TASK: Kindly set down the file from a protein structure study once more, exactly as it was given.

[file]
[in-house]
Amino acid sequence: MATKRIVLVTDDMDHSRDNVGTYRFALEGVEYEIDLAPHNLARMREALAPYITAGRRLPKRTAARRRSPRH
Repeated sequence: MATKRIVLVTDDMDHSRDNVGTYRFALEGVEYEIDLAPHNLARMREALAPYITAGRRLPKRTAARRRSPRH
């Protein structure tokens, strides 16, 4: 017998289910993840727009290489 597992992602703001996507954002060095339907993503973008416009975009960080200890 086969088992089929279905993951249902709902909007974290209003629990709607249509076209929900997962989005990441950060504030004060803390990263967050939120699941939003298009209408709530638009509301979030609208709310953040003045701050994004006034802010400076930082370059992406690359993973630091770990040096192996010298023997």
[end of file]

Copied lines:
[in-house]
Amino acid sequence: MATKRIVLVTDDMDHSRDNVGTYRFALEGVEYEIDLAPHNLARMREALAPYITAGRRLPKRTAARRRSPRH
Repeated sequence: MATKRIVLVTDDMDHSRDNVGTYRFALEGVEYEIDLAPHNLARMREALAPYITAGRRLPKRTAARRRSPRH
């Protein structure tokens, strides 16, 4: 017998289910993840727009290489 597992992602703001996507954002060095339907993503973008416009975009960080200890 086969088992089929279905993951249902709902909007974290209003629990709607249509076209929900997962989005990441950060504030004060803390990263967050939120699941939003298009209408709530638009509301979030609208709310953040003045701050994004006034802010400076930082370059992406690359993973630091770990040096192996010298023997």